Part 3: Celebrating Moral Courage & Conviction – In this section, we’ll come back to the leadership lessons of controversy with civility. We’ll look at how controversy with civility fits into the larger picture of leadership. We’ll explore how it prepares students to be leaders of moral courage and conviction who are able to work with others for positive social change.
Join me on the journey, and we’ll dive in together over the coming months. Offer your comments along the way. Share strategies that have worked on your campus. Let’s encourage each other as we learn the art of disagreeing well.
About the Author: Erin Payseur is the Associate Director of Community-Based Learning at Baylor University. She has ten years of experience in civic engagement and higher education. As part of the Office of Community Engagement & Service, she develops sustainable frameworks for co-curricular service & social justice initiatives to guide students in considering their roles as leaders and citizens. She currently serves as the institutional contact for the NASPA Civic Learning & Democratic Engagement Lead Initiative. She has authored several articles and presented nationally on civic engagement, service, and leadership. In addition to her civic engagement work, she also serves as adjunct faculty for the leadership minor. She has a B.A. degree in Religion/ Philosophy from Presbyterian College and a M.Ed. in Higher Education & Student Affairs from the University of South Carolina.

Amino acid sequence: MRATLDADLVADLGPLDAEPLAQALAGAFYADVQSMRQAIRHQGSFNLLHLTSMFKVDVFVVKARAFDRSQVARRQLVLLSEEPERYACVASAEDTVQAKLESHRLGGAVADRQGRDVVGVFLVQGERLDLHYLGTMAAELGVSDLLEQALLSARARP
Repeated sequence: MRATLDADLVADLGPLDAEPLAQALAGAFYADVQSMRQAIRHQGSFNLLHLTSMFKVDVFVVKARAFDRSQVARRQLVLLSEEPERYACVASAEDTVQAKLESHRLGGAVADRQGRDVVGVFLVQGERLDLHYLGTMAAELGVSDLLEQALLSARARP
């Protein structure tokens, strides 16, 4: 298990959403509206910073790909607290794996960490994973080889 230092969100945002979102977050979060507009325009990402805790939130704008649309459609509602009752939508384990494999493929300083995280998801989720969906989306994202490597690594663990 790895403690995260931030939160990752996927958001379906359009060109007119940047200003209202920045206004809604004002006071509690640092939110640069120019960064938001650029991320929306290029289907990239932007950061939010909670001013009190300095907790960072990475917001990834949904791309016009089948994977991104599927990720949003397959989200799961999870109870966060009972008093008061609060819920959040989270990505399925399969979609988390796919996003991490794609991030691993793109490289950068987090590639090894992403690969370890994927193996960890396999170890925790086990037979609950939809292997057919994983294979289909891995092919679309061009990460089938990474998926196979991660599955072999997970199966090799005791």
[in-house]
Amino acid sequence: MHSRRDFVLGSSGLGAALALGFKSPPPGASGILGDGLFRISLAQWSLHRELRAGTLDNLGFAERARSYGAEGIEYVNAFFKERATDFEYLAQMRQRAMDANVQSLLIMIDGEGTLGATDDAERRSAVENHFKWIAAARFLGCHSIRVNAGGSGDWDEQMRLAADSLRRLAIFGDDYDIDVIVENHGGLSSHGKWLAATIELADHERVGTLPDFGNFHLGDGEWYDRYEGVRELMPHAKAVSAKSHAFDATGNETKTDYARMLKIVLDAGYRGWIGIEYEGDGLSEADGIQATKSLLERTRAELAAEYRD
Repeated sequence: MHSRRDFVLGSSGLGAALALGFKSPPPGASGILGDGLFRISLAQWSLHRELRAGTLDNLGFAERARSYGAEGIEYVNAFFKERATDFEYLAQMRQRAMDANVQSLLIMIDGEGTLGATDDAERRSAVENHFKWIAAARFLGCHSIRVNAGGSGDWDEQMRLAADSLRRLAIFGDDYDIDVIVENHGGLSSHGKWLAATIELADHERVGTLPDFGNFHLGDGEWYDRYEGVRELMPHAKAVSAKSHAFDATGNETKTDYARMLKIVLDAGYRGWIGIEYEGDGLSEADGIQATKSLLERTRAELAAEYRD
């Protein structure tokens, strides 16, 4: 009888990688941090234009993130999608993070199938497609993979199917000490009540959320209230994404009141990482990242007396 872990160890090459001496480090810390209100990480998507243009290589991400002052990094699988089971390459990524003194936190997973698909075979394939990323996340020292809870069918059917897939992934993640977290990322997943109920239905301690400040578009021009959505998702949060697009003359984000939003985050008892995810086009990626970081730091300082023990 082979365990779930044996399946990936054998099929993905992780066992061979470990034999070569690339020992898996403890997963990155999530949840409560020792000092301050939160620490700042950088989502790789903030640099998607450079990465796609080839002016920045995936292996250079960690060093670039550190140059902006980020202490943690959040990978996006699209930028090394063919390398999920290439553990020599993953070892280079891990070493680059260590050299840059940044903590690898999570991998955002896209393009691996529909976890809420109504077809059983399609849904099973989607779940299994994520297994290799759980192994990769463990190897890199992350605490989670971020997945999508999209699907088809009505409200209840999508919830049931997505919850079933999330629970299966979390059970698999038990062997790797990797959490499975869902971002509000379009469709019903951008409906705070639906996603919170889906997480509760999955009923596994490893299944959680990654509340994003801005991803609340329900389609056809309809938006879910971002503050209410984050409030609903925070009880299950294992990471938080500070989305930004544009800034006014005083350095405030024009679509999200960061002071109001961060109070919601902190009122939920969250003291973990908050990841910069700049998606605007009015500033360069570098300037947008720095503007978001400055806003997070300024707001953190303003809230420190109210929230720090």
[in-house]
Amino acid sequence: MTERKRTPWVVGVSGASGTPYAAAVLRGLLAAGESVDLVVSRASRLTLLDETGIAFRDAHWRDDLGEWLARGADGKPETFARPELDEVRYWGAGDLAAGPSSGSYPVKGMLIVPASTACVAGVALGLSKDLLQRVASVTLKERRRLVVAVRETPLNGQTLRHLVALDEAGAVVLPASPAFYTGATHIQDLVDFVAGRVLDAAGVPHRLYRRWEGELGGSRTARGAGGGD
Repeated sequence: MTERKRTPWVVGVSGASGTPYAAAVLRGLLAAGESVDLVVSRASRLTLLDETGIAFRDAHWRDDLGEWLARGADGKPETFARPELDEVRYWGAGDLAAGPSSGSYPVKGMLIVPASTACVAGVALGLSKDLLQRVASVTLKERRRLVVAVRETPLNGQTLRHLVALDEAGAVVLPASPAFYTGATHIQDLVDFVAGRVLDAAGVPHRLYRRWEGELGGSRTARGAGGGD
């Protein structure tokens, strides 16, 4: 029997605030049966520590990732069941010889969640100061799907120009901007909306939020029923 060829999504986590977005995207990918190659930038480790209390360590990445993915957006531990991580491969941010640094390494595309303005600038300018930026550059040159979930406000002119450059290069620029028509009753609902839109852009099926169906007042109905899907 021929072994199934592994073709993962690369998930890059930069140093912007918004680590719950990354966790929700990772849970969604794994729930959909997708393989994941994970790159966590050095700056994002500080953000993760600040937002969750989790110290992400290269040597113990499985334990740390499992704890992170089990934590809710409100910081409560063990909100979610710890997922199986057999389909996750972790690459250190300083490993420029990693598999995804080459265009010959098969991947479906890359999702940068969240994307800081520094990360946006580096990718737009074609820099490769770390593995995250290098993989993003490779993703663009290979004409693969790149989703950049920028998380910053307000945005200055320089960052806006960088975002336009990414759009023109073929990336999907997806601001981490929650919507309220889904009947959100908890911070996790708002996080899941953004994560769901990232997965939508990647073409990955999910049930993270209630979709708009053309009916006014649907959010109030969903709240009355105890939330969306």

Higher Education Research Institute (1996). A Social Change Model of Leadership Development (Version III). Los Angeles: University of California Los Angeles Higher Education Research Institute.
Sponsler, L.E. & Hartley, M. (2015). Five Things Student Affairs Professionals Can Do to Institutionalize Civic Engagement. NASPA Issue Brief - http://www.naspa.org/publications/books/five-things-civic-engagement
Komives, S.R. & Wagner, W. (2009). Leadership for a Better World: Understanding the Social Change Model of Leadership Development. San Francisco, CA: Jossey-Bass.
American Association of Colleges & Universities, Civic Learning & Democratic Engagement Initiative - https://www.aacu.org/clde
NASPA Civic Learning & Democratic Engagement –
Click here to see all posts in this series.